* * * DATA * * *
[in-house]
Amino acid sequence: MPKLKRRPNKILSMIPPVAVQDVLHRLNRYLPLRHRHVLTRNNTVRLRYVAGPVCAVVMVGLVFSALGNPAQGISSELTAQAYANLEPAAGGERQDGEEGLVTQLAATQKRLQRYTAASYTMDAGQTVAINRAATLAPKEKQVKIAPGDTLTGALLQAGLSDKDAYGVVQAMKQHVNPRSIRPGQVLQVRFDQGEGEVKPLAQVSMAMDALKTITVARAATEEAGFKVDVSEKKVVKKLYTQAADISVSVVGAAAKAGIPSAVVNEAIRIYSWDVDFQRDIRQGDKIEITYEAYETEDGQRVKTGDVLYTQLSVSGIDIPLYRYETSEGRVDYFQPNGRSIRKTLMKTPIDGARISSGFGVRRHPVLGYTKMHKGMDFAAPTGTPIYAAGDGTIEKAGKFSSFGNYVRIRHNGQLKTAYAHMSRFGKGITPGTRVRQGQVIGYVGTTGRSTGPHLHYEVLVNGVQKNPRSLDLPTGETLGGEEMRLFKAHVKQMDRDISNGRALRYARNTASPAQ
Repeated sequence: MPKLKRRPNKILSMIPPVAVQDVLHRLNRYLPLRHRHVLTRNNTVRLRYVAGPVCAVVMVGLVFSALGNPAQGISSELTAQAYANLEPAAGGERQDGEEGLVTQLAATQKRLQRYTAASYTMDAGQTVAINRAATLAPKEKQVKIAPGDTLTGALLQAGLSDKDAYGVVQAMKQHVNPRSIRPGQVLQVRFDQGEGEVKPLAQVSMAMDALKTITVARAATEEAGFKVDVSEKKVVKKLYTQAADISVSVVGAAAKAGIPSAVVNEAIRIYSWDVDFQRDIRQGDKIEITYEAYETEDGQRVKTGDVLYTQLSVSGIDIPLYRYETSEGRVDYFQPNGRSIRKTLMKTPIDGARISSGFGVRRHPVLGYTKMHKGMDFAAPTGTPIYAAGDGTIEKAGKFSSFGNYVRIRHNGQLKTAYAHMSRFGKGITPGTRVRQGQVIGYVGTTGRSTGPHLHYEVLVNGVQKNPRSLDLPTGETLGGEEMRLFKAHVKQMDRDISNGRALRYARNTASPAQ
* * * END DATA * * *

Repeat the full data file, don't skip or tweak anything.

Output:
[in-house]
Amino acid sequence: MPKLKRRPNKILSMIPPVAVQDVLHRLNRYLPLRHRHVLTRNNTVRLRYVAGPVCAVVMVGLVFSALGNPAQGISSELTAQAYANLEPAAGGERQDGEEGLVTQLAATQKRLQRYTAASYTMDAGQTVAINRAATLAPKEKQVKIAPGDTLTGALLQAGLSDKDAYGVVQAMKQHVNPRSIRPGQVLQVRFDQGEGEVKPLAQVSMAMDALKTITVARAATEEAGFKVDVSEKKVVKKLYTQAADISVSVVGAAAKAGIPSAVVNEAIRIYSWDVDFQRDIRQGDKIEITYEAYETEDGQRVKTGDVLYTQLSVSGIDIPLYRYETSEGRVDYFQPNGRSIRKTLMKTPIDGARISSGFGVRRHPVLGYTKMHKGMDFAAPTGTPIYAAGDGTIEKAGKFSSFGNYVRIRHNGQLKTAYAHMSRFGKGITPGTRVRQGQVIGYVGTTGRSTGPHLHYEVLVNGVQKNPRSLDLPTGETLGGEEMRLFKAHVKQMDRDISNGRALRYARNTASPAQ
Repeated sequence: MPKLKRRPNKILSMIPPVAVQDVLHRLNRYLPLRHRHVLTRNNTVRLRYVAGPVCAVVMVGLVFSALGNPAQGISSELTAQAYANLEPAAGGERQDGEEGLVTQLAATQKRLQRYTAASYTMDAGQTVAINRAATLAPKEKQVKIAPGDTLTGALLQAGLSDKDAYGVVQAMKQHVNPRSIRPGQVLQVRFDQGEGEVKPLAQVSMAMDALKTITVARAATEEAGFKVDVSEKKVVKKLYTQAADISVSVVGAAAKAGIPSAVVNEAIRIYSWDVDFQRDIRQGDKIEITYEAYETEDGQRVKTGDVLYTQLSVSGIDIPLYRYETSEGRVDYFQPNGRSIRKTLMKTPIDGARISSGFGVRRHPVLGYTKMHKGMDFAAPTGTPIYAAGDGTIEKAGKFSSFGNYVRIRHNGQLKTAYAHMSRFGKGITPGTRVRQGQVIGYVGTTGRSTGPHLHYEVLVNGVQKNPRSLDLPTGETLGGEEMRLFKAHVKQMDRDISNGRALRYARNTASPAQ